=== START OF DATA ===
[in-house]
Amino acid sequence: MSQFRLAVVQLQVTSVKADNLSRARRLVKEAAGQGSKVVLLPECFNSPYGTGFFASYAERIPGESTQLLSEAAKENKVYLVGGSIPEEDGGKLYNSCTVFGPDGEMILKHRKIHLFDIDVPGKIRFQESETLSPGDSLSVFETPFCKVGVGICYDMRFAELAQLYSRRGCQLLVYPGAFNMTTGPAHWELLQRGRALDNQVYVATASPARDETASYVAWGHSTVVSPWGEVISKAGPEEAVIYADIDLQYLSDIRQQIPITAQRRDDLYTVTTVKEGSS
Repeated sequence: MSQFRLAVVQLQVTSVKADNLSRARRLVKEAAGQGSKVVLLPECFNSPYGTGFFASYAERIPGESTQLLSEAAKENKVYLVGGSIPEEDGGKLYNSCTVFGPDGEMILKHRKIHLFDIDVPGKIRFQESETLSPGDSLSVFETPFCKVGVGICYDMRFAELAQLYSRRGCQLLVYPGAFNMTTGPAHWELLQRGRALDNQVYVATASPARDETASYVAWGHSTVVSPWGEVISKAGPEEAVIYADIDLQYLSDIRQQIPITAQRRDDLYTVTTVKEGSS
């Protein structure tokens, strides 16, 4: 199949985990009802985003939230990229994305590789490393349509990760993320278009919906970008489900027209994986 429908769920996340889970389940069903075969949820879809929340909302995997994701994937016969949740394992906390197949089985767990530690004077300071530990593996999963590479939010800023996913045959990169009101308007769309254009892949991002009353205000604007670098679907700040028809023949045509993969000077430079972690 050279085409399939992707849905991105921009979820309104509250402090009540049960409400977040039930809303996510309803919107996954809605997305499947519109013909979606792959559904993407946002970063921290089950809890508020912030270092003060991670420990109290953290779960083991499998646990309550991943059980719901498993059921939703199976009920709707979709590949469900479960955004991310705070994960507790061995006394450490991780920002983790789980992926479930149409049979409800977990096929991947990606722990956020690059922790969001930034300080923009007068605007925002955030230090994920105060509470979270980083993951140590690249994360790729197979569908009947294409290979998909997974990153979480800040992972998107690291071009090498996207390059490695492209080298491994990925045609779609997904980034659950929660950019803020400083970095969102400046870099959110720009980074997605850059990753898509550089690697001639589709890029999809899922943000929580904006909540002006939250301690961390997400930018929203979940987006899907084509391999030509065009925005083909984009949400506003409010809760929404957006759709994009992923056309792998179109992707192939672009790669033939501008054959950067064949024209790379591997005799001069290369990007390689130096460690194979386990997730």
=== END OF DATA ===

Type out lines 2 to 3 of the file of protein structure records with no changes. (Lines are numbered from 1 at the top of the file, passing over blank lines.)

Amino acid sequence: MSQFRLAVVQLQVTSVKADNLSRARRLVKEAAGQGSKVVLLPECFNSPYGTGFFASYAERIPGESTQLLSEAAKENKVYLVGGSIPEEDGGKLYNSCTVFGPDGEMILKHRKIHLFDIDVPGKIRFQESETLSPGDSLSVFETPFCKVGVGICYDMRFAELAQLYSRRGCQLLVYPGAFNMTTGPAHWELLQRGRALDNQVYVATASPARDETASYVAWGHSTVVSPWGEVISKAGPEEAVIYADIDLQYLSDIRQQIPITAQRRDDLYTVTTVKEGSS
Repeated sequence: MSQFRLAVVQLQVTSVKADNLSRARRLVKEAAGQGSKVVLLPECFNSPYGTGFFASYAERIPGESTQLLSEAAKENKVYLVGGSIPEEDGGKLYNSCTVFGPDGEMILKHRKIHLFDIDVPGKIRFQESETLSPGDSLSVFETPFCKVGVGICYDMRFAELAQLYSRRGCQLLVYPGAFNMTTGPAHWELLQRGRALDNQVYVATASPARDETASYVAWGHSTVVSPWGEVISKAGPEEAVIYADIDLQYLSDIRQQIPITAQRRDDLYTVTTVKEGSS